John Patitucci - Communion

Concord Records © 2001

Featuring: John Patitucci, bass; Branford Marsalis, soprano saxophone; Joe Lovano, tenor saxophone; Chris Potter, tenor and soprano saxophones; Tim Ries, clarinet, flute; Brad Mehldau, piano; Bruce Barth, piano; Edward Simon, piano; Brian Blade, drums; Horacio 'El Negro' Hernández, drums; Valtinho Anastacio, percussion; Duduka da Fonseca, percussion; Marc Quiñones, percussion, conga; Luciana Souza, vocals; Richard Rood and Elizabeth Lim-Dutton, violins; Lawrence Dutton, viola; Sachi Patitucci, cello;

John Patitucci is smart and broad-minded enough to understand that a bassist-led project doesn’t need to prove itself with excessive emphasis on the leader’s instrument. That’s especially true when the bassist is as creatively bold as Patitucci is, evidenced by his latest CD. Communion is a solid and ambitious package, well-stocked with good, interactive players, including saxophonists Chris Potter, Joe Lovano and Branford Marsalis, drummer Brian Blade and pianists Brad Mehldau and Ed Simon. Patitucci is going for variety of colors here, expanding his composer’s voice. On the balladic title track, he writes a supple arrangement for string quartet, and elsewhere leans toward Brazil (as on the engaging, rapid-fire “Choro Luoco,” dedicated to Hermeto Pascoal) and other Latin elements (i.e., the catchy, sambaesque “Bariloche”). Over the course of the album, Patitucci shows his commanding approach to both electric and acoustic bass, ending the album with two showcases: a duet version of Mal Waldron’s “Soul Eyes” for 6-string electric and Brad Mehldau and a nimble acoustic take on Oscar Pettiford’s “Bohemia After Dark” to close the album and bring it back to the realm of jazz-bass legacy.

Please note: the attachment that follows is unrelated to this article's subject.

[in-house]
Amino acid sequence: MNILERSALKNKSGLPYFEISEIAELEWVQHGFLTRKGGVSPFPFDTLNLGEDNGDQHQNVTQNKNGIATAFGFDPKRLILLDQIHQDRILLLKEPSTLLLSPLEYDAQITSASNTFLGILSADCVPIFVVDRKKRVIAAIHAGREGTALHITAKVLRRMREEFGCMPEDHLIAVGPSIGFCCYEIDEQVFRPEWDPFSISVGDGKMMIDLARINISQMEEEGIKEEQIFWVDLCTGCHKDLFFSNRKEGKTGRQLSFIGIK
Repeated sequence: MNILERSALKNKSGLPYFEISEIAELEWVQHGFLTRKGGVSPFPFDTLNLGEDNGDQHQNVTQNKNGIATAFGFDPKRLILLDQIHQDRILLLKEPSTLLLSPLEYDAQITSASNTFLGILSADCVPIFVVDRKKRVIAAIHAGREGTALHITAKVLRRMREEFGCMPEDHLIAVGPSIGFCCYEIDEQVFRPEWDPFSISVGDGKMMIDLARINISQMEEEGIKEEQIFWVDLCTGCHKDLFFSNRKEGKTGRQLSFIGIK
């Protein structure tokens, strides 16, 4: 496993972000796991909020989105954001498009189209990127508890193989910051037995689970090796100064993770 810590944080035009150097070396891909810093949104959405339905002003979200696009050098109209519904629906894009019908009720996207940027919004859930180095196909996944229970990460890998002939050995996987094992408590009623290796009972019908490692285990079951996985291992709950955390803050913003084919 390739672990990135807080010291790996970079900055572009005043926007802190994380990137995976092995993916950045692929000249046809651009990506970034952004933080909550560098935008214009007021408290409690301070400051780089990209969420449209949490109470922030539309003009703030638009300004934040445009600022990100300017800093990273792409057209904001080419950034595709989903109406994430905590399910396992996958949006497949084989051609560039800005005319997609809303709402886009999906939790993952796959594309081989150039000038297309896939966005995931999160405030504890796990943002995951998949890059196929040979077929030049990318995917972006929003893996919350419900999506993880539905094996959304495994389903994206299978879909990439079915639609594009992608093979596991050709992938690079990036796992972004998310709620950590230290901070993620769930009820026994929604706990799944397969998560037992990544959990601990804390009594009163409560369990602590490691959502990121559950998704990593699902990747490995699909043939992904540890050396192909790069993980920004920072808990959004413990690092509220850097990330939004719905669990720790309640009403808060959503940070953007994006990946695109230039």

Josef Woodard, Jazz Times

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